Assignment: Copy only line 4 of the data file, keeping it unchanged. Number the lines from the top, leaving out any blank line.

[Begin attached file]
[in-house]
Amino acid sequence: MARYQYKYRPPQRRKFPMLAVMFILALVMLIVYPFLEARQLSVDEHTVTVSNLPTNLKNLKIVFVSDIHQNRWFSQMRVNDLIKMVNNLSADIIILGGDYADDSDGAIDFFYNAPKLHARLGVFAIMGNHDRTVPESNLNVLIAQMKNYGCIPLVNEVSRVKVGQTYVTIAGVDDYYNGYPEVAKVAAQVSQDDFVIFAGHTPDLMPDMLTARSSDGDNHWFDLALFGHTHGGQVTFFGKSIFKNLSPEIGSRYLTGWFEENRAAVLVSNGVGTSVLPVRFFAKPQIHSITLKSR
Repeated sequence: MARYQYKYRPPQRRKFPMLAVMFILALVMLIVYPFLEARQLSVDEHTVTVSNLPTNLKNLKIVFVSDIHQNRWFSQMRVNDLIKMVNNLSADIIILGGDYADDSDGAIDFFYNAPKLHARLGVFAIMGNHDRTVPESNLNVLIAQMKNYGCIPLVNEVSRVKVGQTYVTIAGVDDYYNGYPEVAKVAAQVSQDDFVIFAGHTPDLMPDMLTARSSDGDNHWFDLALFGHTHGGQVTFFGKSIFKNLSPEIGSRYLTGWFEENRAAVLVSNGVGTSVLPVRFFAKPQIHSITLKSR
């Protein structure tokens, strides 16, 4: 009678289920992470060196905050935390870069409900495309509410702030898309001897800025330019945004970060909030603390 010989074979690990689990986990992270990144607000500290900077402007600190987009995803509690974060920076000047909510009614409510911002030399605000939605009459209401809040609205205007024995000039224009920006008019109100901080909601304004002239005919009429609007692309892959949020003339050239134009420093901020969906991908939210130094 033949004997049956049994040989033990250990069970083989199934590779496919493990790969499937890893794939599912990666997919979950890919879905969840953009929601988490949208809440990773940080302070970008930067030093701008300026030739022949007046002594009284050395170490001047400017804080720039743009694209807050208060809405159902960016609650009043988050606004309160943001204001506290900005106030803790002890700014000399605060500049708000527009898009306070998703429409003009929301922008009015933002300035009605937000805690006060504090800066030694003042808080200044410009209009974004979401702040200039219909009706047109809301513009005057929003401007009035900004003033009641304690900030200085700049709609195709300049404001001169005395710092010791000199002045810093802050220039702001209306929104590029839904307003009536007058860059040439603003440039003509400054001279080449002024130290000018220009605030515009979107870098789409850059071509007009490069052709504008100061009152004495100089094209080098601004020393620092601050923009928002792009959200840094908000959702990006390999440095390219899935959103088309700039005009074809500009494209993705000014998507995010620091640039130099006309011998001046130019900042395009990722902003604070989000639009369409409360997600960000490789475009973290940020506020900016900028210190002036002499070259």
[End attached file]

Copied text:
């Protein structure tokens, strides 16, 4: 009678289920992470060196905050935390870069409900495309509410702030898309001897800025330019945004970060909030603390 010989074979690990689990986990992270990144607000500290900077402007600190987009995803509690974060920076000047909510009614409510911002030399605000939605009459209401809040609205205007024995000039224009920006008019109100901080909601304004002239005919009429609007692309892959949020003339050239134009420093901020969906991908939210130094 033949004997049956049994040989033990250990069970083989199934590779496919493990790969499937890893794939599912990666997919979950890919879905969840953009929601988490949208809440990773940080302070970008930067030093701008300026030739022949007046002594009284050395170490001047400017804080720039743009694209807050208060809405159902960016609650009043988050606004309160943001204001506290900005106030803790002890700014000399605060500049708000527009898009306070998703429409003009929301922008009015933002300035009605937000805690006060504090800066030694003042808080200044410009209009974004979401702040200039219909009706047109809301513009005057929003401007009035900004003033009641304690900030200085700049709609195709300049404001001169005395710092010791000199002045810093802050220039702001209306929104590029839904307003009536007058860059040439603003440039003509400054001279080449002024130290000018220009605030515009979107870098789409850059071509007009490069052709504008100061009152004495100089094209080098601004020393620092601050923009928002792009959200840094908000959702990006390999440095390219899935959103088309700039005009074809500009494209993705000014998507995010620091640039130099006309011998001046130019900042395009990722902003604070989000639009369409409360997600960000490789475009973290940020506020900016900028210190002036002499070259």